When I had given my passport and work certifications to the captain when I first stepped on the Texas Horizon, he stated, “Welcome onboard, you are officially part of the crew here.” I did not know what “part of the crew” actually meant until that following evening. I was approached by some of the guys onboard before dinner and asked to watch a movie in the mess room with them later. To be quite frank, I had no clue where the mess room was yet! As I got lost on the ship searching for the infamous mess room that night, I thought to myself that this was really sweet of the guys to invite me to chill with them for the evening. At that time I was positive that this was going to be a good rotation – I could not been more right! Though there were only 2-4 females onboard at any given time, the ratio of 200 men really was not that bad. There was your usual “flirting” that they guys did with us girls, but they were neither aggressive nor obnoxious about it. Most of these guys were very respectful and created a positive environment for me to work in. Various ages were onboard, ranging from 18 to 65 – the majority of nationalities were American and Filipino. I will never forget the moment when I was transferred to the Megan Miller and how upset the guys were to see my departure from the ship – they were uncertain when and if I was ever coming back. I ended up coming back a month later and our reunion was onshore - my night onshore was free of charge! Free beer for me! I guess you could say I was accepted as part of the crew! Along with the crew, I also had the privilege to work with some fantastic colleagues, friends, and Biologists offshore. When I first begun working with Whitney, we never actually felt like we were at “work” - "New Friendships Created; Reuniting Old Ones." I felt like I was hanging out with one of my good friends from back home – we had amazing cetacean sightings, fabulous girl talks at night, and incredible sunsets. I never had felt more comfortable than I did working on that project. Whitney defined the value of a true friendship – whether or not we were bonded by our sisterhood in Phi Mu, I believed that our paths would have crossed eventually in life. We were/are too good of friends and individuals to never have met. Needless to say, I thoroughly enjoyed working with her! Not to mention that Kyle, Renae, and Annya were a good mix to the group as well!
7. Viewing a world of brilliance and color:
The sunsets over Boston, Massachusetts were absolutely stunning. I had begun waking up early to view the sunrises every morning. Your first ocean sunset is magical – the vivid colors mixed with the countless clouds were quite a spectacle. Here is a review of some of the most fabulous vibrant scenery that was shown - "A Compilation of Cool Oceanscapes on the Water; a Glimpse into a Effervescent World."
|Personnel Basket Transfers; Atlantic Ocean: Texas Horizon 10.2007|
|Personnel Basket Transfers Close Up; Atlantic Ocean: Texas Horizon 10.2007|
8. Surviving personnel basket transfers:
What is a personnel basket transfer you may ask? A personnel basket transfer or basket transfer are used to transport a worker to or from a crew boat or supply boat to a jackup oil rig, offshore platform, semi-submersible or other structures. I was being transferred via personnel basket transfer from the Texas Horizon to the chase boat. These specific basket transfers occur on every oil rig or vessel around the world, whether is intended for routine transfers or reserved for emergencies. The main issue with these special transfers is that they need to be completed in a safe manner without unnecessary risk of injury or death to the worker. With this being said, most of my transfers were done in calm seas with low swell. Occasionally we had medium swell, but we were still transported with high safety precautions – this made one heck of a bumpy and scary ride! There is nothing like a good flowing of adrenaline pumping out of your system in the early morning as you are moving above the water and over the ship! The reason why I said “surviving personnel basket transfers” were for the following reasons: Crew members are often injured in falls, drops and impacts during transfers in personnel baskets. Various injuries include serious back, neck, spinal cord injuries and even deaths from falls and from heavy or hard impacts onto the dock or deck of the boat or vessel. Some workers are injured as a result of an impact occurring when the basket actually swings or rapidly falls into another stationary object and structure. Other workers have been trapped, crushed, and struck by the falling or swinging personnel basket itself. In conclusion, this personnel basket transfer has made grown men terrified – I was there to witness it!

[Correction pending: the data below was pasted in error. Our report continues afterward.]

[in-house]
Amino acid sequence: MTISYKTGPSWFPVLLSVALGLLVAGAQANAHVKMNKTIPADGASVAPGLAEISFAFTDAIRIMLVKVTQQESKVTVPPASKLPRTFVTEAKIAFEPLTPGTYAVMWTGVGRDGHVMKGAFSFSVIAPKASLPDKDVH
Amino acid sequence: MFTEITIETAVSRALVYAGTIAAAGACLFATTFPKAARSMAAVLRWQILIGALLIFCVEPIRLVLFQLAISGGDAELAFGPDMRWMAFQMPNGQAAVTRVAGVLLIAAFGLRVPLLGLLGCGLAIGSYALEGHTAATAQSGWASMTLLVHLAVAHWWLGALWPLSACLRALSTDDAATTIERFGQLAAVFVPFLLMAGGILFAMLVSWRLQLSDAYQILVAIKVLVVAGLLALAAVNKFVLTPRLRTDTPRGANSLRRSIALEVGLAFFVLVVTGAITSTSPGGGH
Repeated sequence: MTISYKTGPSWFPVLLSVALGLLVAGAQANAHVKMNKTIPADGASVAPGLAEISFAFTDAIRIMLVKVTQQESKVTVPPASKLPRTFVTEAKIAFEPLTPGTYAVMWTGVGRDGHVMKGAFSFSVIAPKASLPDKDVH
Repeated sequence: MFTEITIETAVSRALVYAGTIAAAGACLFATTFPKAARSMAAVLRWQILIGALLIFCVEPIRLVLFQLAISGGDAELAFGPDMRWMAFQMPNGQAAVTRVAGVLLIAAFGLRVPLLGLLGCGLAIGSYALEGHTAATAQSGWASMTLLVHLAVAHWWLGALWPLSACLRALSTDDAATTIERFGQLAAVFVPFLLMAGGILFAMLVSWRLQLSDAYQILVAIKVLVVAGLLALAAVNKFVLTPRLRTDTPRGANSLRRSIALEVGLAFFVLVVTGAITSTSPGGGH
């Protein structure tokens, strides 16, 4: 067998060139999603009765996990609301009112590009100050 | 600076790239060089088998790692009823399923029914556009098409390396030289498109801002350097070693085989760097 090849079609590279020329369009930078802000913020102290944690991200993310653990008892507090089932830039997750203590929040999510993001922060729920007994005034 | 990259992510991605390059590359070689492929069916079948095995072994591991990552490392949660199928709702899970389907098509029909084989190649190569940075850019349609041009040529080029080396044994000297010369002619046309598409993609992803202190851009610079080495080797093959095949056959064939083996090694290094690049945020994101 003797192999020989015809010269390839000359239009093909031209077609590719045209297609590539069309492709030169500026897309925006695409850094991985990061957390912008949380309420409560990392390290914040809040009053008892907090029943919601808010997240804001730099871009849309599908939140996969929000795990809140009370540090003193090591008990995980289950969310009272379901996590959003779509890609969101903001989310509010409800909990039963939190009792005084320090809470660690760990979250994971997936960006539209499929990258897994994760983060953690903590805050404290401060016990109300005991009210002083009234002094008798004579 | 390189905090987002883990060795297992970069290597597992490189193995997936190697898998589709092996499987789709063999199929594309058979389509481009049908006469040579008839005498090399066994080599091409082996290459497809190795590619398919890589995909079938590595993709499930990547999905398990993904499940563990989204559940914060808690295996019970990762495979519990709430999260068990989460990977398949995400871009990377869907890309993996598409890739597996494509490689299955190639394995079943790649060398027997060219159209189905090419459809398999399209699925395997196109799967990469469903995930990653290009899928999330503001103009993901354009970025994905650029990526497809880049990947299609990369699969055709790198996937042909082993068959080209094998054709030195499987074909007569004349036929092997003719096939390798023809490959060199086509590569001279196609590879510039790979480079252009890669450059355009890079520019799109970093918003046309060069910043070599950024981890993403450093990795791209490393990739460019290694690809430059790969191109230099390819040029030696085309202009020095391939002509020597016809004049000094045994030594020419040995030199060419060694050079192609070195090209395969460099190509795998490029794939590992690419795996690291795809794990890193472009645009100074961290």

I have probably hundreds of memories about this specific project; writing all this down would be difficult. The top 8 greatest memories are only a taste of what I experienced. I have had the pleasure to not only build a professional reputation in the Marine Biology world, but also establish many great friendships along the way. It has been a little over 3 years since I was last on that project and I still remain good friends with many of the crew members, colleagues, and locals. This project exceeded my own expectations and had given me the confidence in the identification and research of cetaceans.
|Kyle, me, Taylor, and Whitney with Superintendent Mike; Atlantic Ocean: Texas Horizon 11.2007|
One of the best lessons that I learned on the project is entitled “Foundation of Friendships.” When you place a group of mixed nationalities living on a ship, confined to small quarters, and the same situations are, well, experienced – this is a great foundation for a friendship to start. I noticed that while working on this project, I had become close with colleagues in only 2-3 weeks time. When you are onshore, you tend to not really get to know someone until a few months into knowing the person. There is something magical about working on a ship in tight quarters and making new friends that you have to experience for yourself. It really is life-changing!